5) We know that the smallest amount of just one contamination can create harmful antibodies that remain in a Celiac for up to 6 months – how could small constant trace amounts be safe? Is the cumulative effect even being considered?

6) Every country and university on earth has conflicting amounts they deem as safe, all studies outright admit their conclusions as inconclusive and premature, all these studies show people were forced to drop out of the study midway due to harmful complications while they were testing the “trace amounts” – yet we are accepting 20ppm as safe?

7) If we take a clear very large pitcher of water and put one tiny drop of red ink into it, it changes the chemical make-up of the water. Wouldn’t common sense conclude that ANY amount of gluten is unsafe? (the non-lament’s conclusions, a.k.a. medical studies, quoted on the extended version of this article at: http://www.nakedfood.ca/legal.php)

Now here’s what to watch out for in coming years: now that there are several million potential lifetime cu$tomer$, the lifelong magic pills will hit the shelves and prescription pads, as they have already begun to do. Do not allow yourself to become a victim by trusting your doctor and government – we only need to look at the corruption of psychotropic drugs to know that we need to use our own judgment and do our own research.

My bottom line: as a Celiac, I refuse to play Celiac Roulette with my health while the medical world keeps changing its findings and the pharma world slowly places its commercial arm on the matter. I don’t believe in telling people what to do, but I strongly believe in informed choices. I think people should be aware of what is really happening with studies and all the discrepancies in them and we should have a right to know whether food that is marked as GF is truly 100% GF or if there may be trace amounts – and allow each individual to decide for themselves whether they will consume that product or not. I am against government setting a legal limit that is unconfirmed without any conclusive & extensive long-term studies and allowing companies to use the gluten-free labels under ambiguous numbers.

Just mark 20ppm on the box and specify if the facility is 100% dedicated GF and let me decide if I will risk it or not.

Informed choices. Transparency. Freedom to choose. These are what I feel are every person’s right.

Jaqui Karr

Gluten and Nutrition Expert, Bestselling Author, Jaqui Karr is the authority on gluten - Visit Jaqui's website now for information about how gluten is destroying your health JaquiKarr.com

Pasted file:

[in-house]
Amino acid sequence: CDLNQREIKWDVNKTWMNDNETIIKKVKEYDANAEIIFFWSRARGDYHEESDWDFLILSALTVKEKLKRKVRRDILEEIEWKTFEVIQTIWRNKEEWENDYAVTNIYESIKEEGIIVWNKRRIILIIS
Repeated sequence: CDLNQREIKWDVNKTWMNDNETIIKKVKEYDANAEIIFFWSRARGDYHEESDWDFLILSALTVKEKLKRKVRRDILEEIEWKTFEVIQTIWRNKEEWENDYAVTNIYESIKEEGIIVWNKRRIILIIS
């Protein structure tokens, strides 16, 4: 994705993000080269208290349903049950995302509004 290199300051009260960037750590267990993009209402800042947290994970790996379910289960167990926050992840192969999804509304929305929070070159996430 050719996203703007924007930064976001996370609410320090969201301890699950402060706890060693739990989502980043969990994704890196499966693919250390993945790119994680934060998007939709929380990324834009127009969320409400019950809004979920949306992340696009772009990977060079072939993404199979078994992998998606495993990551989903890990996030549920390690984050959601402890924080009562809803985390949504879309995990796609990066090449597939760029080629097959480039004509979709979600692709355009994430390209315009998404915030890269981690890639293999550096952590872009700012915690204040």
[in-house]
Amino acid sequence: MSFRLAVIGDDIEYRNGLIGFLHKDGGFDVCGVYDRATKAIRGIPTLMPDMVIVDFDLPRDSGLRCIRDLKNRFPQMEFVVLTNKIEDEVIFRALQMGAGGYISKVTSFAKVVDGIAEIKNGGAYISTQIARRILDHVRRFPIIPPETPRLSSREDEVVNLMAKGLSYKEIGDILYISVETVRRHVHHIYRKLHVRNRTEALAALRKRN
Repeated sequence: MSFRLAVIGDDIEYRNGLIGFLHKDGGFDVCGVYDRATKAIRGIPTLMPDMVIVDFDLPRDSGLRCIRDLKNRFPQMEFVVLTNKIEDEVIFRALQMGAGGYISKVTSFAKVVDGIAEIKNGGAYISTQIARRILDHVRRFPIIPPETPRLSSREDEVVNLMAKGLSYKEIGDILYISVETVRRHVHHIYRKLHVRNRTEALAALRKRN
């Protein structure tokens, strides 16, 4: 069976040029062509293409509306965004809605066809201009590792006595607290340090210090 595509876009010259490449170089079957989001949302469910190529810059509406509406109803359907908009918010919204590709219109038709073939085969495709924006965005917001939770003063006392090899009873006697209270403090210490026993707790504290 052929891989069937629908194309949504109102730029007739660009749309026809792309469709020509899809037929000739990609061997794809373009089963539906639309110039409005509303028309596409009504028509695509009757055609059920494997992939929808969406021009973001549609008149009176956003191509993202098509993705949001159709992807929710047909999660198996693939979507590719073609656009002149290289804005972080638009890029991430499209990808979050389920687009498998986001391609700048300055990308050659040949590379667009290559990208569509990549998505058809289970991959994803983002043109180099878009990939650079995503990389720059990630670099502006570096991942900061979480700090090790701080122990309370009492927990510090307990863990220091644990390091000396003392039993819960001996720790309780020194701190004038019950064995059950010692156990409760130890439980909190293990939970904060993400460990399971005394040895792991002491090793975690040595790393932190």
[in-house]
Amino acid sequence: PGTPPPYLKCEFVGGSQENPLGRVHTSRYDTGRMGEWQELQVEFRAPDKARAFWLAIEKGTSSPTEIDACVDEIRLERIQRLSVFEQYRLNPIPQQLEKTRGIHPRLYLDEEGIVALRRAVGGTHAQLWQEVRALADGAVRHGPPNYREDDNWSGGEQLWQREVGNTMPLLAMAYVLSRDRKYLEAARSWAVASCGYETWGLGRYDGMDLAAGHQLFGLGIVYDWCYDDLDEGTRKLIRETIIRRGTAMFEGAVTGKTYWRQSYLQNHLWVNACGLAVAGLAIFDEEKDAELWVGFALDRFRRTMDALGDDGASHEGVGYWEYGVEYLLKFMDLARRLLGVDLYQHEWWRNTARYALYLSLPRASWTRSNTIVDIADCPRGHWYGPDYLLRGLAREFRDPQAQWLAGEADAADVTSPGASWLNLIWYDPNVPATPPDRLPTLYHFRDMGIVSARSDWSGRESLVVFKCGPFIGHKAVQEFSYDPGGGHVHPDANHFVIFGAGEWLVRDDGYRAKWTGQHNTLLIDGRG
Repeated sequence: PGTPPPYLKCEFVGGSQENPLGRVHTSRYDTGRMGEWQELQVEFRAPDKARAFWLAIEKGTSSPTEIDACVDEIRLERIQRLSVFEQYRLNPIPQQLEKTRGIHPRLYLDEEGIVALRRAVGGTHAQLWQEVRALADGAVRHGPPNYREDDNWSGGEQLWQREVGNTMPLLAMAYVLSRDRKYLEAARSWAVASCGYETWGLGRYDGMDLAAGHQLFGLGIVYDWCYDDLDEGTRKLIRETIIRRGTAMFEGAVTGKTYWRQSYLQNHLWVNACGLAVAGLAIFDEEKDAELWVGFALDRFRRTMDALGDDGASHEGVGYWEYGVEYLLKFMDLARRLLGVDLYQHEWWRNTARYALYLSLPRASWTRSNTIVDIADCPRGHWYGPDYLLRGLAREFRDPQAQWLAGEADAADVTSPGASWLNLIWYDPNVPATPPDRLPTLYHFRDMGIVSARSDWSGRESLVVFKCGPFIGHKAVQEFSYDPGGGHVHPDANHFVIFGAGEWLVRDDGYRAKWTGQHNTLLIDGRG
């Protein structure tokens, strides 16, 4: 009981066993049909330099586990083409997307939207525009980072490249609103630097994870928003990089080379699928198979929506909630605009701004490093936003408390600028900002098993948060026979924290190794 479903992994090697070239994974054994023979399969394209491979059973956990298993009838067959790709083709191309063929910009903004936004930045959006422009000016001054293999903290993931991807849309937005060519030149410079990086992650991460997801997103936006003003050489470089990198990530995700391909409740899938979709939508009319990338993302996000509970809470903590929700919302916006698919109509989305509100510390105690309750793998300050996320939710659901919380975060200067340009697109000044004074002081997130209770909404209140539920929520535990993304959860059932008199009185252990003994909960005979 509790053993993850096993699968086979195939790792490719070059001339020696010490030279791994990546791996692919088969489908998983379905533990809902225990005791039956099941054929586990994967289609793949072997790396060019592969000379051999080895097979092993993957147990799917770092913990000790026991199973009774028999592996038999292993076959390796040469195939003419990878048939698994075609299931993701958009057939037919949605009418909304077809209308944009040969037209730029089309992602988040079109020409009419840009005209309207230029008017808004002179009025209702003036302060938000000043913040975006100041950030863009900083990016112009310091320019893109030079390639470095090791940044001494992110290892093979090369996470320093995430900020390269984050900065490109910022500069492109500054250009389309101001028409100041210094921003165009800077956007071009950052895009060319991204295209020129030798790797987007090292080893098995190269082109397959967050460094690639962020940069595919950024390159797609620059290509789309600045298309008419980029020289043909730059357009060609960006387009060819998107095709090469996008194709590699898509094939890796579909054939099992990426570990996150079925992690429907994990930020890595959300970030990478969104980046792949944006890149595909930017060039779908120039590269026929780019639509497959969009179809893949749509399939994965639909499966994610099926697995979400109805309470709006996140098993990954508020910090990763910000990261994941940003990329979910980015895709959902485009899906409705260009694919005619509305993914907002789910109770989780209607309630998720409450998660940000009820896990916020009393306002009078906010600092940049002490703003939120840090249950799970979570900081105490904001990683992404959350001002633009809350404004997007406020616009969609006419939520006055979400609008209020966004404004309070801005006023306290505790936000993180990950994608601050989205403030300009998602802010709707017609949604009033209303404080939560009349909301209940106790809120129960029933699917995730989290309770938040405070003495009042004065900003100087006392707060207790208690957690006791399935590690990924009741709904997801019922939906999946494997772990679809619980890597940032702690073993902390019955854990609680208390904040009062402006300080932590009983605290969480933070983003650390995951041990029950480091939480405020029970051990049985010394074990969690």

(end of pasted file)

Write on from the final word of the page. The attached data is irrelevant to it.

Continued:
5 thoughts on “What’s the Legal Limit of Gluten in a Gluten-Free Product?

  • April 20, 2011 at 7:14 am

    I couldn’t agree much. There is really importance in labeling to know that exact content of gluten or any other food content of commodities.

  • April 18, 2011 at 4:22 am

    Totally agree! Such a good informative article on gluten free foods.

  • April 15, 2011 at 7:51 am

    Interesting points. While I agree with most of what you say I think it is time to have specific rules on gluten-free labeling in the US.

    The FDA’s “proposed” rule is simply not enough; even though it defines <20ppm as gluten-free, since it's not a rule, manufacturers could theoretically write gluten-free on the label – and list wheat in the ingredients. By doing this they would not violate any rules.

    Careful reading of ingredient statements will for the time being continue to be required for an informed decision but consistent standards would make things easier for celiac and gluten-intolerant consumers. That's why I support http://www.1in133.org, an initiative to pass gluten-free labeling rules.

  • April 14, 2011 at 4:58 pm

    Totally agree! Would you label something peanut free and still allow 20ppm peanuts in it? There should be a distinction between “mostly gluten-free” and “gluten-free”!

  • April 14, 2011 at 7:39 am

    Such a good informative article on gluten free foods. I totally agree with the author. For a person suffering from celiac disease, legal limit of gluten means nothing, what is important for him/her is the safe limit of gluten in food and not what is legal.